I worked with a lot of people who used these arrangements, and they knew what they were doing.
New IPOs needed
Michael Mackenzie argued that before the next bull run in stocks, we will need a few new disruptive tech IPOs.
- He notes that the long run (over 100 years) 20-year trailing compound growth rate for the S&P is 11% pa (7% pa real), but the current rate is just 5.6% pa (3.3% real).
Michael says that institutional investors are diversifying away from stocks into private equity, venture capital, infrastructure, farmland, paintings and commercial property.
Periods of poor long-term equity performance were associated with a deflationary bust from the Great Depression that ended in the late 1940s and then the inflation shock that peaked in the late 1970s.
Since the dotcom bust we have dealt with another deflationary shock.
Chris Watling at Longview Economics makes the case that a US secular bull market began in 2012 and will continue as the process of policy normalisation by the Federal Reserve continues.
This does not preclude the risk of cyclical bear markets.
Michael notes that demographics are improving for the US, in contrast to China and other EM economies.
But a bull market will need new IPOs, and tech firms are staying private and / or taking money from private equity.
- What will make that trend change?
In the Economist, Buttonwood looked at how the fate of the dollar will shape financial markets in 2019.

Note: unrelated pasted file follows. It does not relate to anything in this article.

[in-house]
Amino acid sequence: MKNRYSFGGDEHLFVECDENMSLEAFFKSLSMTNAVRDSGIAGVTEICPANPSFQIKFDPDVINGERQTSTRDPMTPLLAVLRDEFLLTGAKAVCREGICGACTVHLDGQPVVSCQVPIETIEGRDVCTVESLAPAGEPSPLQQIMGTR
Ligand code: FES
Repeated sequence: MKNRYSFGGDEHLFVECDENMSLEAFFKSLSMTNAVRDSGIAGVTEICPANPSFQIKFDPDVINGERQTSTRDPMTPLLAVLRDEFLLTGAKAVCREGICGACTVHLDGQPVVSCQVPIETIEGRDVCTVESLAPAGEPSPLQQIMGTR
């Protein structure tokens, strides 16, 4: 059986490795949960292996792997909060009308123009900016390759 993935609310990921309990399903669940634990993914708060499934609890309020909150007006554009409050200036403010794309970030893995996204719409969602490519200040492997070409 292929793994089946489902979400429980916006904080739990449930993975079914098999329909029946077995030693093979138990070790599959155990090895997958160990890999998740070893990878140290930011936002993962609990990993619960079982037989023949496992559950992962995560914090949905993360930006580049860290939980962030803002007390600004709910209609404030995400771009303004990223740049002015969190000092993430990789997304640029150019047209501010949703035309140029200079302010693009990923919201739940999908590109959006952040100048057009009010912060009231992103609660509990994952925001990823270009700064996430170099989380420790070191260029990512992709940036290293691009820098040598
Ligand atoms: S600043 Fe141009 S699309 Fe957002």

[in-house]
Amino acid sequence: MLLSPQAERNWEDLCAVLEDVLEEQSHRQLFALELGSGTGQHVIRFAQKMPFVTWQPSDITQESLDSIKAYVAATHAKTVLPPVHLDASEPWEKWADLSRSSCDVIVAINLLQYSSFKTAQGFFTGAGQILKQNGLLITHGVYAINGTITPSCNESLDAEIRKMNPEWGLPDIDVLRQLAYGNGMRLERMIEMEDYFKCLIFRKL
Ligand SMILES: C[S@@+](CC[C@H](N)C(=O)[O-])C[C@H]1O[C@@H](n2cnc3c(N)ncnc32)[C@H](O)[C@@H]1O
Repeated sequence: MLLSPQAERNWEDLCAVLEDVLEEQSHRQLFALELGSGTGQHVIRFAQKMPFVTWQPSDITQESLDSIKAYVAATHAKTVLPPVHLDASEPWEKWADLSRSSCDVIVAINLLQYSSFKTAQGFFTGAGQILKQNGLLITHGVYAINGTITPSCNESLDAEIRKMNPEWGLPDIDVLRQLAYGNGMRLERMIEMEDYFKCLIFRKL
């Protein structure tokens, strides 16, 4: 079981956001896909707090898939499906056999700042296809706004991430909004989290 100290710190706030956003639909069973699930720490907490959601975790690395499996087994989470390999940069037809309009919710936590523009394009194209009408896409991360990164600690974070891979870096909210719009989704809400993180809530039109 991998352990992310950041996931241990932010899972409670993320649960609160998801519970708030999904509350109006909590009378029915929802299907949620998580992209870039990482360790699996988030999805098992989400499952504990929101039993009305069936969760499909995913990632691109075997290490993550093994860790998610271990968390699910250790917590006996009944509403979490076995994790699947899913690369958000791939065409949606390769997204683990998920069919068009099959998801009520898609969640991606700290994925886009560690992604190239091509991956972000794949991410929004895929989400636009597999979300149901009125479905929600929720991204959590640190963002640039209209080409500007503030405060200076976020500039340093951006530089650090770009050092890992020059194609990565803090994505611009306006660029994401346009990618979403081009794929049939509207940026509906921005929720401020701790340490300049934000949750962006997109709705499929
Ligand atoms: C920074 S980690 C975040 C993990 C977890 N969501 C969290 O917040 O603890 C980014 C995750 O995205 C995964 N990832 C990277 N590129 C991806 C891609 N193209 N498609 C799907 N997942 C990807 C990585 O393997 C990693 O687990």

- The greenback rose 7% against a basket of other currencies during 2018.
The Economist’s Big Mac index suggests that the dollar is now overvalued:
US GDP should slow as the effect of Trump’s tax cuts drops out of the figures, and further interest rate rises from the Fed will bite.
- A low oil price would normally help, but the US is now a net exporter.
- And while higher rates will depress the US economy, they make US deposits more rewarding.
An end to the trade war with China and an improvement in the European economy (perhaps via Chinese and then Asian stimulus) would also help to push the dollar down.
How the dollar falls will be shaped by events and in turn will shape them.
Investors who are wary of selling out of risk assets are advised by strategists at J.P. Morgan to take out some insurance by buying the yen, Swiss franc and gold—the assets that are likely to go up should things get rough.